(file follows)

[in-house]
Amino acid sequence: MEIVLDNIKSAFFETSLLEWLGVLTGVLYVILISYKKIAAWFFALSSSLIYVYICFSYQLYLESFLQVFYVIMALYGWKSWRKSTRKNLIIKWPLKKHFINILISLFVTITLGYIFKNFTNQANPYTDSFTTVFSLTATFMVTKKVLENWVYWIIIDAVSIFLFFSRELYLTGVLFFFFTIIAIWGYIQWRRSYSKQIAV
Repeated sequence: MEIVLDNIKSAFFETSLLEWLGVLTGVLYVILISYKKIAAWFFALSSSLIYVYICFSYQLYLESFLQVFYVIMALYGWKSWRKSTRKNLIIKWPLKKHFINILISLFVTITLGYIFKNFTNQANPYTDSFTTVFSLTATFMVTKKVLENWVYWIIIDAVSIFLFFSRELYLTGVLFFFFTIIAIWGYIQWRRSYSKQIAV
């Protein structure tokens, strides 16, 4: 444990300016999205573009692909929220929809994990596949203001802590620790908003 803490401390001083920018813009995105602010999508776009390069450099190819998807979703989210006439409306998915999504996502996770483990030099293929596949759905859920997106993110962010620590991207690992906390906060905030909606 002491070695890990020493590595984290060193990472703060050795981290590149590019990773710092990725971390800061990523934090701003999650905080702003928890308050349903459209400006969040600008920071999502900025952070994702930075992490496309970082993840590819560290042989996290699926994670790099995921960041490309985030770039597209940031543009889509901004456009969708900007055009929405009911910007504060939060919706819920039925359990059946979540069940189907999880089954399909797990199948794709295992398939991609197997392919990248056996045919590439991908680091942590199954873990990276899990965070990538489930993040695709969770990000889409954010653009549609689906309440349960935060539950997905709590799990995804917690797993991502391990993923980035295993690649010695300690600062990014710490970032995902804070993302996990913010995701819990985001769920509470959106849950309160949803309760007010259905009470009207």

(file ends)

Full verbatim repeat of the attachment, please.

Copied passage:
[in-house]
Amino acid sequence: MEIVLDNIKSAFFETSLLEWLGVLTGVLYVILISYKKIAAWFFALSSSLIYVYICFSYQLYLESFLQVFYVIMALYGWKSWRKSTRKNLIIKWPLKKHFINILISLFVTITLGYIFKNFTNQANPYTDSFTTVFSLTATFMVTKKVLENWVYWIIIDAVSIFLFFSRELYLTGVLFFFFTIIAIWGYIQWRRSYSKQIAV
Repeated sequence: MEIVLDNIKSAFFETSLLEWLGVLTGVLYVILISYKKIAAWFFALSSSLIYVYICFSYQLYLESFLQVFYVIMALYGWKSWRKSTRKNLIIKWPLKKHFINILISLFVTITLGYIFKNFTNQANPYTDSFTTVFSLTATFMVTKKVLENWVYWIIIDAVSIFLFFSRELYLTGVLFFFFTIIAIWGYIQWRRSYSKQIAV
């Protein structure tokens, strides 16, 4: 444990300016999205573009692909929220929809994990596949203001802590620790908003 803490401390001083920018813009995105602010999508776009390069450099190819998807979703989210006439409306998915999504996502996770483990030099293929596949759905859920997106993110962010620590991207690992906390906060905030909606 002491070695890990020493590595984290060193990472703060050795981290590149590019990773710092990725971390800061990523934090701003999650905080702003928890308050349903459209400006969040600008920071999502900025952070994702930075992490496309970082993840590819560290042989996290699926994670790099995921960041490309985030770039597209940031543009889509901004456009969708900007055009929405009911910007504060939060919706819920039925359990059946979540069940189907999880089954399909797990199948794709295992398939991609197997392919990248056996045919590439991908680091942590199954873990990276899990965070990538489930993040695709969770990000889409954010653009549609689906309440349960935060539950997905709590799990995804917690797993991502391990993923980035295993690649010695300690600062990014710490970032995902804070993302996990913010995701819990985001769920509470959106849950309160949803309760007010259905009470009207």